It was only when we got underway—obeying Miss SatNav's voice instructions to the letter—that I marveled at how awkwardly the navigation screen has been integrated into the S-Type's dash. It is completely unreadable by a driver, due to glare and due to a screen angle better suited for the passenger. The passenger is prevented from serving as an effective navigator en route, however, because of an infuriating safety lock-out that prevents manipulating the SatNav system while the vehicle is moving. The intent is to prevent driver distraction, of course; but a view screen that's impossible for a driver to see is distracting enough already. So why not give a passenger—even a precocious 10-year-old—the opportunity to lend a helping hand?
2001 Jaguar S-TYPE
While attempting to make sense of all the bells and whistles, sonar beeps and disembodied voices, I began to suspect I was in the presence of a smart aleck. No, not Bug—not this time, anyway. Baby Jag. Somehow this car had gotten me so preoccupied with her clever electronic flirtations that I was about to overlook the fundamental attributes on which her real charm depends. At each corner is a pliant, sophisticated double-wishbone independent suspension. Visible behind those gorgeous ten-spoke alloy wheels are monster ventilated disk brakes. Six-stage, speed-sensitive power steering provides precise, nimble cornering control that temperamentally suits the responsive V-6 underhood.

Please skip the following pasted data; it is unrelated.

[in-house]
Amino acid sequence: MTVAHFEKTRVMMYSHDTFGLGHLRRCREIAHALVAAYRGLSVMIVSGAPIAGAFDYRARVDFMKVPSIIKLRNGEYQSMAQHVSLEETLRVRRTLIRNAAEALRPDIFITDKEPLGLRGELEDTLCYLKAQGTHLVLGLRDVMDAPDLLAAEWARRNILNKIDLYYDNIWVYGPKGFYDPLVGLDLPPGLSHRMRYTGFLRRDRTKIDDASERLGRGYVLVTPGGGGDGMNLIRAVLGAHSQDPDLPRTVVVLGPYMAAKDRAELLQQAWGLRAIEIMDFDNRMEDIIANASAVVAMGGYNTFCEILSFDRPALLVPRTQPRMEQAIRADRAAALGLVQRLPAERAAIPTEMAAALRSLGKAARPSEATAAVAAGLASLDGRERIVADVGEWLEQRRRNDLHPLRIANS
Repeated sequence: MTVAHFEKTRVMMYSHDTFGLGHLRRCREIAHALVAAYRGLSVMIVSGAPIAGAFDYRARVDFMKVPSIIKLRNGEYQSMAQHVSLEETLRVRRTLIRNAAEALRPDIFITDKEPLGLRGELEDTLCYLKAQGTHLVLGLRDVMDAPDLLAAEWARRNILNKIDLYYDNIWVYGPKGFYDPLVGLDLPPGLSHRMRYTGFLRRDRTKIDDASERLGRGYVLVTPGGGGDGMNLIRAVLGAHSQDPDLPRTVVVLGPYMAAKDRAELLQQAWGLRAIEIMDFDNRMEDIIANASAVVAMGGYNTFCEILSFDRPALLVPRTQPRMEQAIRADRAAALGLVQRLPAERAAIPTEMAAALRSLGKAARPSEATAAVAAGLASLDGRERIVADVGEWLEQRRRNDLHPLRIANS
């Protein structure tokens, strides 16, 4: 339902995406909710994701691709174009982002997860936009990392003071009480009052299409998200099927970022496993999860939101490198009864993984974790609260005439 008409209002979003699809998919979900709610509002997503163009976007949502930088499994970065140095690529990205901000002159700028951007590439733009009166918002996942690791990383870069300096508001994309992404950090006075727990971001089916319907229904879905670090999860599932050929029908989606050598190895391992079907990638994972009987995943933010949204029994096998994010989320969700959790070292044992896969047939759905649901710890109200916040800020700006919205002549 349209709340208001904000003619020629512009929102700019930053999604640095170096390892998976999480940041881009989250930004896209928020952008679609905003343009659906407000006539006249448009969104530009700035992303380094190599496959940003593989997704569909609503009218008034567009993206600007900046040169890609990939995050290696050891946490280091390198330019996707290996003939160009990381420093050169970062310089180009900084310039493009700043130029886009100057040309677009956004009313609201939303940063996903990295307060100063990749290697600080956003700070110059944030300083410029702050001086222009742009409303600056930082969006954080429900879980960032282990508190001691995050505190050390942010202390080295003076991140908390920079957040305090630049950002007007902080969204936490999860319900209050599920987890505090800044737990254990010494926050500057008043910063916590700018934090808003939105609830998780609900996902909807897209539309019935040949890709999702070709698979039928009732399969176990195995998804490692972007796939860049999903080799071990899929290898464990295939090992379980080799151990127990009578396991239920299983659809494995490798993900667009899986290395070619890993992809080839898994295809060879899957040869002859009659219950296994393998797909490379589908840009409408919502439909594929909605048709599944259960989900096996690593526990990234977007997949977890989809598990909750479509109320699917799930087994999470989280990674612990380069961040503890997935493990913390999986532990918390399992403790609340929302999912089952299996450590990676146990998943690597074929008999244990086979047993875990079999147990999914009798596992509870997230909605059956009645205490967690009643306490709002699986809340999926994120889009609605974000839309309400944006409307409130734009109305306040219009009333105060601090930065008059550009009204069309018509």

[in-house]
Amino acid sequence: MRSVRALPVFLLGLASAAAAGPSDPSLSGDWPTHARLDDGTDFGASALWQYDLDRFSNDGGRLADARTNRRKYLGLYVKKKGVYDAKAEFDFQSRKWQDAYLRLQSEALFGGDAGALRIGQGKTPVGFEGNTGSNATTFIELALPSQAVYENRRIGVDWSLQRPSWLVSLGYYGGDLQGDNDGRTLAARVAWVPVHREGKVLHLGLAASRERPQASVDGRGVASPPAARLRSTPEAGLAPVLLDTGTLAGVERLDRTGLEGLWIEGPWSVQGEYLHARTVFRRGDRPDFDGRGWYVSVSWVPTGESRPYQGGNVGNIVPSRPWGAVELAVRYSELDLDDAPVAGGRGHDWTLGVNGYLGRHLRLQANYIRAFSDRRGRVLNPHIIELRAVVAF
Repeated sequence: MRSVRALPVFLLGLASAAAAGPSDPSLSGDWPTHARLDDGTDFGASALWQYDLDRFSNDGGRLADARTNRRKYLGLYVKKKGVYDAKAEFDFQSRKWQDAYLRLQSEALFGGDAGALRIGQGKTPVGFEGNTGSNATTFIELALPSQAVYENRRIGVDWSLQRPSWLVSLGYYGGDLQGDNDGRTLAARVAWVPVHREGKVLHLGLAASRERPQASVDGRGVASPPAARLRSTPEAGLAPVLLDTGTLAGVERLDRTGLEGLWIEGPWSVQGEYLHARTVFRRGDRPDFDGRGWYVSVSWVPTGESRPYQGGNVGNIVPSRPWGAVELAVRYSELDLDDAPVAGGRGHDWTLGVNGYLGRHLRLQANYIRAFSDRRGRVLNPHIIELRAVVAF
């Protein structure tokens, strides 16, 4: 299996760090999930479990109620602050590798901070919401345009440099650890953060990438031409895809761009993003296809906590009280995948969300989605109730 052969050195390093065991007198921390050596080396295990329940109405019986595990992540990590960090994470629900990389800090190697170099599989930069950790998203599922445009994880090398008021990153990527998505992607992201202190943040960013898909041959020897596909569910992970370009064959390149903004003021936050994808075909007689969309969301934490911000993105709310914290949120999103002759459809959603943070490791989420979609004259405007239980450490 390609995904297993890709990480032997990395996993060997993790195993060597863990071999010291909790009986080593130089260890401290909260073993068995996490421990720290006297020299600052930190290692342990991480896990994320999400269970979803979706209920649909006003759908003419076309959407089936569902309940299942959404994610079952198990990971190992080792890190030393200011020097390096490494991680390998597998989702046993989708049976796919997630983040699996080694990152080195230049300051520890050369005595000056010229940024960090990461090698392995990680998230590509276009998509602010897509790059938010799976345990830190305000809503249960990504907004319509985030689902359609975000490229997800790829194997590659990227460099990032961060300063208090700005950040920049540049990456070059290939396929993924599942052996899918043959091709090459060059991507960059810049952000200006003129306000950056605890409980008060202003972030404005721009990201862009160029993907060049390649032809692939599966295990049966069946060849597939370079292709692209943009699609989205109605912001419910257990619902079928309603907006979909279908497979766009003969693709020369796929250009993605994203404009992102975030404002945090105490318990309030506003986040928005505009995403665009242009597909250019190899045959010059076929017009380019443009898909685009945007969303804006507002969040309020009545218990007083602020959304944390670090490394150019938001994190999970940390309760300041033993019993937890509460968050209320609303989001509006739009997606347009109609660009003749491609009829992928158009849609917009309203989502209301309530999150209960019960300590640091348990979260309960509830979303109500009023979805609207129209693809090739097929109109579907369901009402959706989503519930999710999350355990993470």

I learned to love to drive the Baby Jag. But I had to tune out all the wiseacre electronic gadgets before I began to appreciate the refined mechanical behavior of such a sophisticated sport-touring sedan. At nearly fifty grand (after adding the optional SatNav system and an elaborate package of power conveniences including automatic skid control), the S-Type is no bargain—even if it is the "entry-level" Jaguar. I couldn't help wonder how much more compelling the car might be if she ditched the know-it-all attitude and emphasized all that elegant, basic engineering that made her so much fun to toss around the twisties. Who knows? A less pretentious Baby Jag might even cost $10,000 to $12,000 less and thereby attract an even larger crowd of admirers.
Well, that's what I thought, at least. But I don't think Baby Jag appreciated it. When Bug and I arrived home after our energetic outing, I asked her to eject the cassette from the player in the dash. Baby Jag spat it out at us with a startling vehemence, sending the cassette hurtling all the way into the back seat.
Base price: $43,665; as tested, $49,450
Engine: 3.0-liter DOHC V-6, 240 hp
Transmission: Five-speed automatic, rear-wheel drive
Length x width x height: 191.3 x 71.6 x 55.7 in
Wheelbase: 114.5 in
Curb weight: 3816 lb
EPA City/Hwy: 18/25 mpg
Safety equipment: Front & side airbags, anti-lock brakes, traction control, reverse park control, optional stability control
Major standard equipment: Auto, dual-zone HVAC and AM/FM/cassette stereo, both voice-operable; front & rear fog lamps; six-stage speed-proportional steering; Connolly leather & bird's-eye maple interior; 10-spoke alloy wheels
Warranty: Four years/50,000 miles
The Car Connection Consumer Review
in your area